This is the wildcard. If these four parties run together and win 298,000 votes like last time, they could win 8-9 seats (up 3-4). But if Jewish Home joins with New Right, and National Union joins with Jewish Power, one or both could fail to cross the electoral threshold. If New Right runs alone, it could do even worse than last time, because voters frustrated that their vote was wasted will not easily repeat the same mistake. Their votes could be distributed among the rest of the right. Then again, Naftali Bennett is known to be interested in a possible run with Moshe Feiglin’s Zehut Party, and may use his personal wealth to pay for part of the campaign. Together, they would present a hard line against concessions to the Palestinians and economic liberalization, and could be a surprisingly coherent fit.

5. What will happen to voter turnout?

Most likely, the major swings will come from differential voter turnout. In April only 68.5% of Israelis voted, so there are 2 million more votes potentially up for grabs. In Tel Aviv, where Blue & White won nearly 46% of the vote, turnout was more than 5 percentage points below the national average. If it can boost turnout among its core constituency, it could reap an electoral bonus.

But turnout is likely to be lower. Historically, that’s the case when countries hold elections twice in the same year: Turnout dropped 6 points in Britain’s two elections in 1974, and 7 points in Greece’s two elections in 2015. Unless one side reinspires a sense of urgency, people are less likely to believe their vote matters. “If in the first round you held your nose and voted for someone, it’s less likely you’ll do the same this time,” says political psychologist Haggai Elkayam Shalem, host of the popular political podcast The Spinner.

And low turnout is good for more extreme, sectoral parties. Israel has “electors and voters”, says Channel 12 political analyst Amit Segal: those who actively choose whom to back, and those who vote as their community leaders tell them. Shas and United Torah Judaism can bank on around 250,000 votes each, under orders from their rabbis to vote. A low national turnout will disproportionately benefit Netanyahu’s ultra-Orthodox backers.

But vote share among the Arabs is likely to rise. Two Arab lists ran last time: Hadash-Taal and Raam-Balad. They voted with Netanyahu to dissolve the Knesset, expecting they could run together again as the Joint List, like in 2015. Overturning apathy on the Arab street, they could easily win 13 seats.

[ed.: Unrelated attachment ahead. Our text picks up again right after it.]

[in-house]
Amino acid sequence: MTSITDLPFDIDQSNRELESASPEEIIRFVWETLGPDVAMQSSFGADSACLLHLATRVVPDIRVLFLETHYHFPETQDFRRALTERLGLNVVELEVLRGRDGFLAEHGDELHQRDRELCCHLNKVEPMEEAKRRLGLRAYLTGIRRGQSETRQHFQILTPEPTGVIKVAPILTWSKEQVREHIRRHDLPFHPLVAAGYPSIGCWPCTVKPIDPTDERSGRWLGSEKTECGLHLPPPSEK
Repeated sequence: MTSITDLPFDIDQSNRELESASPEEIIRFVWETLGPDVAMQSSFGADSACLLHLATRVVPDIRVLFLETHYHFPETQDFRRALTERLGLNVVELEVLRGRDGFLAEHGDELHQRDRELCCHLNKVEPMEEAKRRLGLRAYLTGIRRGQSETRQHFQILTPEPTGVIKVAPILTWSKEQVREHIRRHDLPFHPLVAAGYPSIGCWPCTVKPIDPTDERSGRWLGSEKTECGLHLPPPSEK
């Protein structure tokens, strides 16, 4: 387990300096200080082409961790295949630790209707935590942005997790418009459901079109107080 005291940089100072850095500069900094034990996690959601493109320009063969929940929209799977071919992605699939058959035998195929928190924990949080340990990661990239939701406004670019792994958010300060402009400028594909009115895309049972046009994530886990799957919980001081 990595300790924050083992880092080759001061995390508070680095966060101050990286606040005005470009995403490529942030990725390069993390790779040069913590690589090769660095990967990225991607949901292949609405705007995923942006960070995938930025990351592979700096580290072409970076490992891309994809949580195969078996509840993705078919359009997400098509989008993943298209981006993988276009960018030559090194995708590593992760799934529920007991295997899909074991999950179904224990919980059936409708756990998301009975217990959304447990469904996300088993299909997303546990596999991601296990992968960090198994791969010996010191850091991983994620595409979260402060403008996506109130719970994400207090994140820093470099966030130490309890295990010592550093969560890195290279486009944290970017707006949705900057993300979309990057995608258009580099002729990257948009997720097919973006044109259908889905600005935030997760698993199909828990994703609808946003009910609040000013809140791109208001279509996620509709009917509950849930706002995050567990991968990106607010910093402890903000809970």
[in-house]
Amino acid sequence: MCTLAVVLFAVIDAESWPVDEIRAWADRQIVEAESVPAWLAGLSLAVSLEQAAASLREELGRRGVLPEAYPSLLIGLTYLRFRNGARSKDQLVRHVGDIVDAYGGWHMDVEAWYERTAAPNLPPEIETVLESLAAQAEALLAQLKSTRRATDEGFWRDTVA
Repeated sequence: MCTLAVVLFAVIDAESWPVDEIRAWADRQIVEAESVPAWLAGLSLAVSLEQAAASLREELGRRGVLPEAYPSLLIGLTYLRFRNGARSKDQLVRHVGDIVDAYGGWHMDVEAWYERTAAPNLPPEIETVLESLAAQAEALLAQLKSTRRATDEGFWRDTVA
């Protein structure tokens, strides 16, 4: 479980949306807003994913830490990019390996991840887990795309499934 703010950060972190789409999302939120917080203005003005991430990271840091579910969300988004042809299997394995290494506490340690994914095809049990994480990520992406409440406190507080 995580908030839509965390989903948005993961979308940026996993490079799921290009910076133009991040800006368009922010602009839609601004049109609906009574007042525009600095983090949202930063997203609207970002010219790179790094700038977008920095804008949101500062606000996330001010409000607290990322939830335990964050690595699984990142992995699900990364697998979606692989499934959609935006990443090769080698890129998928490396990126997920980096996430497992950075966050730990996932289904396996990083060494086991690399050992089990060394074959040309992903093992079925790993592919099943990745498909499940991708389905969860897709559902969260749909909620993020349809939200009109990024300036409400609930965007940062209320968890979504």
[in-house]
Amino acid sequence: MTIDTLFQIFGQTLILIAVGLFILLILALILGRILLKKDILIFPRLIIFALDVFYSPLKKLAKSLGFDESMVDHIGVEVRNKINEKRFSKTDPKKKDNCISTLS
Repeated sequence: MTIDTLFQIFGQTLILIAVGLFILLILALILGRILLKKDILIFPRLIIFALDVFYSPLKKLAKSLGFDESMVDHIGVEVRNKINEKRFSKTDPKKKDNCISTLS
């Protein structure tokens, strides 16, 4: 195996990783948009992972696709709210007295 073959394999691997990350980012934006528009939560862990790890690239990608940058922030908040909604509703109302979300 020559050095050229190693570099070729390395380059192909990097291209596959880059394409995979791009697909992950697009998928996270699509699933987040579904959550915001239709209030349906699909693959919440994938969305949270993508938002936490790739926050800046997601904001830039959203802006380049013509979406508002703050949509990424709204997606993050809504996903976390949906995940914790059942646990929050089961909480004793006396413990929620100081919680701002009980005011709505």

6. Will Israelis be willing to switch their votes?

By all accounts, not much. Swings in public opinion take time, and swings between the blocs are rare. “People regret things they do,” says Haggai Elkayam Shalem, “but it takes them a long time.” The last time Israel saw a major shift in the blocs, he observes, was 2006-2009, when around 15 seats shifted from left to right.

7. Who will be financially pressured into conceding?

Elections cost money. And in Israel, parties fund them by taking out bank loans they expect to repay when they get state funding based on the number of seats they won. These debts can be a crippling problem for parties that failed to cross the threshold, or only just got past. They need to pay suppliers and campaign staff. Moshe Feiglin might sit out the election, and his 2.7% of the vote could go back to the other right-wing parties.

8. Will there be any more spoilers?

It’s still very early days, but new parties could still emerge. Could ex-politicians try to make a comeback and deprive someone of precious votes?

9. Can the Likud annihilate Yisrael Beitenu?

The Likud is so furious at Yisrael Beitenu that Netanyahu called Lieberman “part of the left.” It is now threatening to go nuclear on Lieberman and run a blitz of Russian-language ads to bite into his electorate.

In April, Yisrael Beitenu won only 4% of the vote, or 173,000 votes—just 0.75% above the electoral threshold. Even a small swing to the Likud and a minor change in turnout could leave Lieberman out in the cold. But Lieberman can now credibly frame this election as being about religion and state—and the more the elections are about that issue, and the more Netanyahu and the Haredim attack him, the more credit he can take for standing up to the ultra-Orthodox.        

So if Likud fails and Lieberman returns … See point 10.

10. What if September’s results are exactly the same?

If all the “what ifs” cancel each other out, Israel will return to square one: Netanyahu’s right-wing/religious bloc fails to win 61 seats without Yisrael Beitenu. What then? Lieberman has ruled out recommending Gantz as prime minister. The question of the ultra-Orthodox draft would bedevil Netanyahu’s coalition negotiations. Lieberman is unlikely to back down after forcing an election on this issue, so Netanyahu might try harder to force Agudat Yisrael, the Hasidic faction of UTJ, to accept Lieberman’s demand.

But if that fails, and if Netanyahu fails again to bribe, cajole, or threaten opposition lawmakers to defect, he will have to concede defeat. At that point, either Likud lawmakers agree to get dragged back into the third elections of the year, or there is a palace coup and Netanyahu is forced to resign—opening the way for a national unity government. Nobody wants to wield the knife now—but nobody wants to repeat elections indefinitely just to save Netanyahu.

But that scenario is many “what ifs” later, and Israeli politics are notoriously full of surprises. There are 102 days to find out what they are.

***

You can help support Tablet’s unique brand of Jewish journalism. Click here to donate today.





PRINT COMMENT